Door,

Yep, both valves closed at TDC Compression and Valve Overlap occurs at TDC Exhaust. thumbguy

Thanks!
 

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Discussion Starter #14
Door, I had previously looked at all those links and videos but thank you. The video on the "choke" is the one that has me questioning if it's correct for the AC unit. Has anyone tested their AC unit with that process? That one is considerably different than the AC part and I haven't found any info that seems to pertain directly to the AC part.

The fact that mine is spring loaded to extend makes me think it probably retracts when heated but that is only speculation. I've got a few minutes before my fire board meeting tonight so I'm going to go check it out.

Thanks, Keith
 

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Discussion Starter #15
The service manual and wiring diagram both call the unit an electric choke so I'm sticking with choke. :)

I tested mine following the procedure in the video above and it tests good. I did press in the tab and remove one pin from the connector to make it easier to connect jumper wires without shorting them together.

It was 55 degrees and 0.720" from the body shoulder to the cylinder shoulder to start. After 4 minutes it was 81 degrees and 0.855". It does indeed extend when warm.

I checked to see if I was getting voltage to the plug on the bike side and with the key on I was not. The wiring diagram shows that the yel/red wire goes to the instrument cluster connector so I'm thinking it may only be powered with the engine running. I'll retest after I get the side cover back on and can start it.

Keith
 

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Discussion Starter #16
I've got the magneto cover back on and the bike running again.

I checked the voltage going to the choke with the bike running and it isn't 12 volts. It's either A/C voltage or pulse width modulated DC and my meter bounces around and won't get a consistent reading. Using the Min?Max function it captured -1.5V to 2.5V.

Regardless of voltage the choke is heating and when removed after running the bike it was at .910" warm. That's longer than I found while testing so I'm fairly certain it is working and turning off the choke.

I verified that my needle is the factory size "NAZG".

I found this video
and confirmed that the main jet collar is installed correctly.

So I started adjusting the pilot screw and the bike will idle normally with the screw all the way in. It's obviously getting fuel around the idle/pilot circuit from somewhere. It appears there may be a small amount of fuel coming around the needle at idle and there's a heavy mist of fuel coming around the needle at anything off idle.

Any thoughts??
 

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Tear in the diaphragm ? Diaphragm spring broken or not installed correctly. Mid range is usually diaphragm related.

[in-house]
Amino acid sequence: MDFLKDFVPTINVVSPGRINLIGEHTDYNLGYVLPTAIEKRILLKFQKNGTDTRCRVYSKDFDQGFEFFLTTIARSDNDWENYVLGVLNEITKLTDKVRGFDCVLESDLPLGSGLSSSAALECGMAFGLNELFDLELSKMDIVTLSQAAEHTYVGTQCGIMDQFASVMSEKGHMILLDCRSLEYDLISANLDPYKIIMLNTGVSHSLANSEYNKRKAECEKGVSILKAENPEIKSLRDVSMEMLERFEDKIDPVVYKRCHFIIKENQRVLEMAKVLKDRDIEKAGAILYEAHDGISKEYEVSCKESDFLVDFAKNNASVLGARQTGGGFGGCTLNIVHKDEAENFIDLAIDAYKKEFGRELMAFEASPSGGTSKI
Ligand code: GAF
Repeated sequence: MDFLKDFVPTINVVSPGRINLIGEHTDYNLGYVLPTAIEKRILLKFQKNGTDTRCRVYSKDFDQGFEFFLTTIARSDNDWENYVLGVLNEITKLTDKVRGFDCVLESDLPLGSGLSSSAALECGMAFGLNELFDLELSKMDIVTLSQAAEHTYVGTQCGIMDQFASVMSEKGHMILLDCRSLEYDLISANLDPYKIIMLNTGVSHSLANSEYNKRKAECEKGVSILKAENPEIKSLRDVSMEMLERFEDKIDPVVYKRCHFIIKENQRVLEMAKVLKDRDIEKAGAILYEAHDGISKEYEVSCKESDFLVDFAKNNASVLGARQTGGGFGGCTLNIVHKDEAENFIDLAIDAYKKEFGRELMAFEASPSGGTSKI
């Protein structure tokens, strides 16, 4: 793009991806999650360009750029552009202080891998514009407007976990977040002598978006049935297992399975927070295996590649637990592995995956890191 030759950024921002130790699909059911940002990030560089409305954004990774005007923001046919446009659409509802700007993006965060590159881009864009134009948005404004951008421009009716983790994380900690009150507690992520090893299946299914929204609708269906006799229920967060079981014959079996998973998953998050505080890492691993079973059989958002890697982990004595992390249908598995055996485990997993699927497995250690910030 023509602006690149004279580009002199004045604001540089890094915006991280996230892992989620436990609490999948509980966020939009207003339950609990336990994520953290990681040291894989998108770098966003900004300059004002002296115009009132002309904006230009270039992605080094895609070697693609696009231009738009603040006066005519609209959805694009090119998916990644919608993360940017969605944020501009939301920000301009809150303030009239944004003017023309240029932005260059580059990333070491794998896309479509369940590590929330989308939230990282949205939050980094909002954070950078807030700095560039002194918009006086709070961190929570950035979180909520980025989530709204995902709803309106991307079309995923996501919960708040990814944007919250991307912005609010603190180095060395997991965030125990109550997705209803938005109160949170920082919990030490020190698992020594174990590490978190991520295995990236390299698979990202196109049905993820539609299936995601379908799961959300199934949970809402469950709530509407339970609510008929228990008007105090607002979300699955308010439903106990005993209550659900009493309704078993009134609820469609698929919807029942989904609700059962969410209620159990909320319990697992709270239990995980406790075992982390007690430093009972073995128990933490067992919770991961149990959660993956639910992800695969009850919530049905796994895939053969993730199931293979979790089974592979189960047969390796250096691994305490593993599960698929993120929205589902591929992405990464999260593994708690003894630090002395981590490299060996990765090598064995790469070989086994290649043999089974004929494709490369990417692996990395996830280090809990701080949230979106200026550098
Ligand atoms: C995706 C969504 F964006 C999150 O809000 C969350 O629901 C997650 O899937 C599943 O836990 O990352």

The choke runs off low voltage.
 

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Discussion Starter #18
Would a defective diaphragm cause overfueling? In my mind if the diaphragm is torn the slide and needle will not move as they should causing the needle to stay lower in the main jet restricting fuel and the slide to stay low in the carb bore restricting air. The slide begins to move as soon as throttle is applied and goes to a fully retracted position. That is what I would expect it to do but again I've not looked at one working normally.

As for the spring it is over the tabs on the cap and over the plastic cage that sits over the needle. It's not bent or damaged in any way that I can see and has tension on the cap when I put it on. The cage is installed correctly so that it sits inside the spring.

I have the air box off to access the carb and when I run the engine the crankcase vent hose puffs air enough that I can feel it when I lean over the engine. Is that normal?
 

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Yes that’s normal.
Is the vent line connected going up to the pod?
Any chance you mixed he jets up? They will fit in either hole. Grasping at straws here.
 

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Discussion Starter #20
I have the carb off and disassembled again. I verified the jets are in the correct location.

I'm not sure exactly what you mean when you say is the vent line connected going up to the pod but I assume you mean is the crankcase vent connected to the air filter housing. It is not. I've had the air filter box out while troubleshooting this and the hose is connected to the crankcase side but not the other end.

I removed the valve cover and verified the cam timing marks tonight. I also removed and visually inspected the exhaust header pipe and muffler even though they seemed to have good flow. Everything is clear, albeit sooty. I did notice that the vacuum line to my fuel pump had some cracks in it. None of them seemed to go all the way through but I replaced the line anyhow.

I'm going to let the valve cover sealer dry over night, readjust my valves in the morning and then reassembly the exhaust and the complete air intake system and see how it does.

I hate to throw parts at things but I've read on here that guys have cured problems by replacing diaphragms that had no visible defects so that may be my next step................